3/08/2016

No Reason to Fear (Isaiah 41)


"Do not fear, for I am with you; Do not anxiously look about you, for I am your God. I will strengthen you, surely I will help you,
Surely I will uphold you with My righteous right hand. For I am the Lord your God, who upholds your right hand, Who says to you, ‘Do not fear, I will help you.’ Do not fear, you worm Jacob, you men of Israel; I will help you," declares the Lord, "and your Redeemer is the Holy One of Israel" (Isa 41:10, 13, 14, NASB).

Fear. If we are able to not fear about anything regarding our life and future, life would be such a happy, joyful and peaceful endeavor. But alas, fear arises in our hearts, often seemingly out of nowhere. We fear everything from vague uncertainties to an increasingly likelihood of a Trump presidency!
If Isaiah 40 is about starting over on a new day, Isaiah 41 is about starting over with a new attitude. Isaiah 40 is about having hope. Isaiah 41 is about having confidence with no fear.

God and History (41:1-29) [Derek Kidner, New Bible Commentary]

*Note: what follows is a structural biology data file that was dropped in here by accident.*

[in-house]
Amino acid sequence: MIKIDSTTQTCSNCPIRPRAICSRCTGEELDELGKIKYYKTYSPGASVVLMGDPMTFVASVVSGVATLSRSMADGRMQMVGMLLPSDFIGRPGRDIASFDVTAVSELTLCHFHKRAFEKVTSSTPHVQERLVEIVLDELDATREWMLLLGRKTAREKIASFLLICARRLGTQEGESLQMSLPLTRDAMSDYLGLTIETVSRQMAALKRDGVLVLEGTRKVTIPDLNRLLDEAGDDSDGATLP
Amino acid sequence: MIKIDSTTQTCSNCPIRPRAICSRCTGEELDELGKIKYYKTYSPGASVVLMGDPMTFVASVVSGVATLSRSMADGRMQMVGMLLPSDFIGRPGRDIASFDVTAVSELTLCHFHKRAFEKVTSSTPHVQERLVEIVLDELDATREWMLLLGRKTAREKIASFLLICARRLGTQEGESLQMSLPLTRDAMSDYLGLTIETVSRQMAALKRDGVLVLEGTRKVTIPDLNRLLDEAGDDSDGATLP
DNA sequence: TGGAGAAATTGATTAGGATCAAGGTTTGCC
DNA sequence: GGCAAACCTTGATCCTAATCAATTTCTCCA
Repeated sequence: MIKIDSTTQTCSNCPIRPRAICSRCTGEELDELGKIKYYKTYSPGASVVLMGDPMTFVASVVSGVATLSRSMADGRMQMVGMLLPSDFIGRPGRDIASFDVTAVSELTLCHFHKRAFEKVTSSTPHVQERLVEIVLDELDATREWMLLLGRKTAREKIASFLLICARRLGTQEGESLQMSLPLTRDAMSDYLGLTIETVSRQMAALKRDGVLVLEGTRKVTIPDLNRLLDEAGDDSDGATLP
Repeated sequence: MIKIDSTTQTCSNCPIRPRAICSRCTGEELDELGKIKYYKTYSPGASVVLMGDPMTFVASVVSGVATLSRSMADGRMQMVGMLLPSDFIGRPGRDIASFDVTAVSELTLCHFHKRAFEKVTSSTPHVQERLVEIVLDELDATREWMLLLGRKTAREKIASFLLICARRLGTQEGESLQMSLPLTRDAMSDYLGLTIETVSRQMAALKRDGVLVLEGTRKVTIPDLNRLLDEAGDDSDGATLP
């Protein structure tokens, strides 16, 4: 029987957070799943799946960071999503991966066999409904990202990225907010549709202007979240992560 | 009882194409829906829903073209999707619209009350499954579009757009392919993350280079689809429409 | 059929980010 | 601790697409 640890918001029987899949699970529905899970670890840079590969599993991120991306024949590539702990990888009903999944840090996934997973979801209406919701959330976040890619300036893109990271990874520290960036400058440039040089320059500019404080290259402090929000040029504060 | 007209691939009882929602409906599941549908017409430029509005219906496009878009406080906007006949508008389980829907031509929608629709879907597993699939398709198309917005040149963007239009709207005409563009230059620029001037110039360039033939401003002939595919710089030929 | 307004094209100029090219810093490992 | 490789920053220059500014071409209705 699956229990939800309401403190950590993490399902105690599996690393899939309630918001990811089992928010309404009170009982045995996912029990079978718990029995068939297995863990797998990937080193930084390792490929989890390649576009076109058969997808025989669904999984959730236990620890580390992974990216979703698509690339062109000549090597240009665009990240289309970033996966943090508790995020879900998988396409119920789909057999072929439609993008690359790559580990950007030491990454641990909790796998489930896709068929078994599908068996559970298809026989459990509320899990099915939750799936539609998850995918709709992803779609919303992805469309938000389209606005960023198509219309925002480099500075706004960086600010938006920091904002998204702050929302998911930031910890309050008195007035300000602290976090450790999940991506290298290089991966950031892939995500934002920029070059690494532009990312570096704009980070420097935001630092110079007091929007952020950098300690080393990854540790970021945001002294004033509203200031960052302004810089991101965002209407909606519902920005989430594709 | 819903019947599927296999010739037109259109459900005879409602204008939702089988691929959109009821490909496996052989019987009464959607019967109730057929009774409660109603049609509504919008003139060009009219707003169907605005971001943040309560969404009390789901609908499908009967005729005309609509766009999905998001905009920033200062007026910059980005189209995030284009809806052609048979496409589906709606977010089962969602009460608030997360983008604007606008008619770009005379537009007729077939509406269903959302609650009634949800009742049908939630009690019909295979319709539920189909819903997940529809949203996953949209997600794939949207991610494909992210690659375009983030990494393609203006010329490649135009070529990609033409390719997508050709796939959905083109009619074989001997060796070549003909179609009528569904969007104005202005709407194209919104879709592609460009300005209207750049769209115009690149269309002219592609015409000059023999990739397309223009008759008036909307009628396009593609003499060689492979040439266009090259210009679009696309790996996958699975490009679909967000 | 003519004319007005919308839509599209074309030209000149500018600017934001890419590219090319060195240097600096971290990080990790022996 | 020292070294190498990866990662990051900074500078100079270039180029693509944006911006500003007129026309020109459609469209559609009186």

1. God's challenge to the nations  (1-7).
  2. God's servant reassured (8-20).
  3. God's challenge renewed (21-29).
God, his people, and the nations (41:1-29) [Barry Webb]
  1. The nations on trial (1-7, 21-29).
  2. Israel, God's servant (8-20).
The Reality of God in an Unreal World (41:1-20) [Ray Ortland, God Saves Sinners]
  1. God alone activates history (1-7).
    1. God invites the nations to settle a question (1).
    2. Who controls history? "I, the Lord" (2-4).
    3. The nations flee to their idols (5-7).
  2. God alone emboldens us (8-20).
    1. He upholds his fearful servant (8-13).
    2. He transforms his worm into a threshing sledge (14-16).
    3. He refreshes his thirsty pilgrims (17-20).
John Oswalt (41:1-20).
  1. God's Challenge to the Nations (1).
  2. God's Activities as Evidence (2-7).
  3. No Need for God's People to Fear (8-20).
Alec Motyer (41:1-20)
  1. Who rules the world? (1-4)
  2. A hopeless reaction: Make new gods! (5-7)
  3. By contrast: Life with Yahweh--three pictures (8-10).
    1. Picture 1: Victory for the weak (8-13).
    2. Picture 2: Transformation for the negligible (14-16).
    3. Picture 3: Provision for the needy (17-20).
  4. The wider Gentile world (21-29).
    1. Gentile need exposed (21-24).
    2. Yahweh by contrast (25-27).
    3. Summary in conclusion: The plight of the Gentile world (28-29).